Under a dictatorship human beings can have no scope or hope for the all­round welfare. For the all-round development and welfare requires freedom and opportunities. But is it sure that the free individual will help the society to bring efficiency? According to Sarvodaya ideology there is no rivalry between the good of the individual and society. Human good is one individual whole, “if one man gains spiritually. The whole world gains with him”5 If society fails to achieve betterment, the individual suffer surely. Both are interrelated with each other for all-round progress. Men compose a society and that society works for progress of every person on the basis of mutual understanding. As and whenever any conflict arises it should be understood as a sign of an unhealthy element either in society or in the individual. The consideration solves the many issues concerning the mutuality of man and society.

In a civilized society each man is equal to the rest of the individuals. Each person is morally awakened, and is physically healthy and whole satisfied. People need no supervision in social economic or political life as violence is in the form of exploitation, suppression or supremacy find no place whole love reigns. Men are induced to work not by the fear of law or punishment but by manual love and understanding.

According to Sarvodaya, since each for all and all for each is the basic principle, all economic institution should be neighbor-oriented. It is the principle of stu (production for the use of neighborhood) technology may come to help man, but it should replace machine if any one loses himself in a centralized huge society, mass production system is no boon. It leads to unemployment in individual’s own society and exploitation of other communities. In Sarvodaya, the thinker suggests decentralized, agro-centric and small manageable communities; society is the main centre of community in which almost each person involves directly or indirectly. Gandhi’s Sarvodaya was a boon for every citizen. A lot of change and perfection occurred in social life. Today also we are seeing that social mobilization is growing very fast and everyone has to walk with the every step of others fellow. Gandhiji gave special attention towards poor sections, who were deprived from education and other opportunities.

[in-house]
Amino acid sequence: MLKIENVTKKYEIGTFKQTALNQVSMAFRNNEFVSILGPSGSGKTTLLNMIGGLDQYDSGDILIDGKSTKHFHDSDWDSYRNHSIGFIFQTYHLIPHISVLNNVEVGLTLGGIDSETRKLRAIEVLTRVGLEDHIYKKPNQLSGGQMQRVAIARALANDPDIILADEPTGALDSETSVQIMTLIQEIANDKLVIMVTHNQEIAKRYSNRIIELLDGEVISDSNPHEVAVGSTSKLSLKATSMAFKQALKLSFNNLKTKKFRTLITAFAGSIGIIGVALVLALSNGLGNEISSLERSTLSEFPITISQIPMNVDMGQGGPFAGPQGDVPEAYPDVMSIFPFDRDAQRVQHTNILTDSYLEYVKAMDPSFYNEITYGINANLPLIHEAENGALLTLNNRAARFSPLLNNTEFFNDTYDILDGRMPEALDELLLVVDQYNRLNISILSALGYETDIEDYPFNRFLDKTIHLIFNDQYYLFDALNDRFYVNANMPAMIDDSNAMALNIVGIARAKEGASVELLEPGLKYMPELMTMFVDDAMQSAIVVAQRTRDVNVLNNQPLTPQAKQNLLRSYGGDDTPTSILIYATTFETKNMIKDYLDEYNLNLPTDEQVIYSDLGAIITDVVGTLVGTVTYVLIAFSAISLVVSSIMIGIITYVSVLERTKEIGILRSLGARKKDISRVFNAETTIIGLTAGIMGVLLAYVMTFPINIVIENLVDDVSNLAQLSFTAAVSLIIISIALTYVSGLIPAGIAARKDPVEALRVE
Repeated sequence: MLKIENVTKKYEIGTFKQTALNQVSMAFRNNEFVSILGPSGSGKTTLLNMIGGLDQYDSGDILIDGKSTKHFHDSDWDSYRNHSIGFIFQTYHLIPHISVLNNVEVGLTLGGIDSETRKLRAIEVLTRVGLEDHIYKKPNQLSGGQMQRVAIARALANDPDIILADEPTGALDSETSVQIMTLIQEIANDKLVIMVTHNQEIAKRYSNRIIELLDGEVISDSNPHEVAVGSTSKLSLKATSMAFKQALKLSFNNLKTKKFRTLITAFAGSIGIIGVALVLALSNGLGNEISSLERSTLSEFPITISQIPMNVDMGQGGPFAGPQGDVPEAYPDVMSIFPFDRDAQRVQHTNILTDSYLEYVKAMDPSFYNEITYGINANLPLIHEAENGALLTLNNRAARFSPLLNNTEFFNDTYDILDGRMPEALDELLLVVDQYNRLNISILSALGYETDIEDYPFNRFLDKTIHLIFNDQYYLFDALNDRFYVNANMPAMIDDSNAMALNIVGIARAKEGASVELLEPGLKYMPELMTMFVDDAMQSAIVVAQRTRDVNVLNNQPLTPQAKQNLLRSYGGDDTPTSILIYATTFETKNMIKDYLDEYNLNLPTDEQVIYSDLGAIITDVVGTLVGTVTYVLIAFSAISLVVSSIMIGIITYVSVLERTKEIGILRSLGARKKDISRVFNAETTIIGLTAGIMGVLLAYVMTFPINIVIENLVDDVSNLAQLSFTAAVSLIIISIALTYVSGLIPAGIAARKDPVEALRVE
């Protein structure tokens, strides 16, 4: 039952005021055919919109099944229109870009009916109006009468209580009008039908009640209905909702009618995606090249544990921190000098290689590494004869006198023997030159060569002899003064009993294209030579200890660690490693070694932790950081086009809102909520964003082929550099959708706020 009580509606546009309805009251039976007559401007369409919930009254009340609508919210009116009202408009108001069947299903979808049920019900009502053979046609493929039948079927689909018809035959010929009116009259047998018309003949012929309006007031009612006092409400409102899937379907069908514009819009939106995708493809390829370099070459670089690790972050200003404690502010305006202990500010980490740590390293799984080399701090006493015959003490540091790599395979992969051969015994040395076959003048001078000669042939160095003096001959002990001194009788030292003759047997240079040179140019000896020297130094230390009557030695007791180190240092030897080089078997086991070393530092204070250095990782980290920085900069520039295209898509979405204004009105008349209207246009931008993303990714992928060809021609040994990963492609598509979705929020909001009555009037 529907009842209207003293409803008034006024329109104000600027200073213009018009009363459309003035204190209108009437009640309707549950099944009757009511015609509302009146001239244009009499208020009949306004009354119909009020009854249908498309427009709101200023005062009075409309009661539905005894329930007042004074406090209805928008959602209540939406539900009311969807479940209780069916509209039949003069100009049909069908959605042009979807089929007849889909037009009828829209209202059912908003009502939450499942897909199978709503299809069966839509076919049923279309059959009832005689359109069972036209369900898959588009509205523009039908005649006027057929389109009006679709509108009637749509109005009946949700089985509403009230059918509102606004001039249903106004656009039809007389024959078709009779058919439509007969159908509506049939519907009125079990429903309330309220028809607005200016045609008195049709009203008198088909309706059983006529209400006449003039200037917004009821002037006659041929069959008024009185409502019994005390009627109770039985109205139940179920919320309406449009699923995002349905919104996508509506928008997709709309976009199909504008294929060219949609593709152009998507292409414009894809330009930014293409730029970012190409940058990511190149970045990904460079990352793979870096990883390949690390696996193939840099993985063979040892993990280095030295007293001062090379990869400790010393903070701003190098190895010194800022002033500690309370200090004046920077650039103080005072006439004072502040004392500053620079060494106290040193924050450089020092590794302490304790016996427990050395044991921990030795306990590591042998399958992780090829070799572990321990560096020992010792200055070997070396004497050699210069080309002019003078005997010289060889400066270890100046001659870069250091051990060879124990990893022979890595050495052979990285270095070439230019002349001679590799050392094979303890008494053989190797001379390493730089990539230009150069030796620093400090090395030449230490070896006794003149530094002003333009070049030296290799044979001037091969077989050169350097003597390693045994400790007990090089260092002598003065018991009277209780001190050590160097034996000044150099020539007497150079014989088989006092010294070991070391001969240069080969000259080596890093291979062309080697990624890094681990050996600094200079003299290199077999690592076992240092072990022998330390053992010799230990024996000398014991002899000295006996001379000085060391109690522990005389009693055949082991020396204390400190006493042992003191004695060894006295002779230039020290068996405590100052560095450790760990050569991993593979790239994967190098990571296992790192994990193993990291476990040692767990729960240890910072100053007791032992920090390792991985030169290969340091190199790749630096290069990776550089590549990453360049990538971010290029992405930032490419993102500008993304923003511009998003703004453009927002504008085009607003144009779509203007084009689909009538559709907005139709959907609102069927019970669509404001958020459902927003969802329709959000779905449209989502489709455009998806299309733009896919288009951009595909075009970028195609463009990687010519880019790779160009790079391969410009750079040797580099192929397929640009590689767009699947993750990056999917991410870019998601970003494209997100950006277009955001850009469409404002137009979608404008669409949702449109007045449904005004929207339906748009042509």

For Gandhiji political power is not an end but one of the means of enabling people to improve better their personal and social condition in every field of life political power means capacity to regulate national life through notional representation and national integration, if national life becomes strong and perfect as to become self-regulated, no representation becomes necessary. There will be a state of enlightened anarchy. In such a state every one is his own ruler. He rules himself in such a manner that he is never hindrance to his neighbour. In the ideal state, there is no political power as there is no state. But the ideal is never completely realized in whole life. Hence the classical statement of Thoreau that the government is best which governs the least.

Gandhi looked upon an increase in the power and functioning of the state with the access fear, because although while apparently doing food by minimizing exploitation. It does the greatest harm to making by destroying individuality which lies at the basic root of all progress.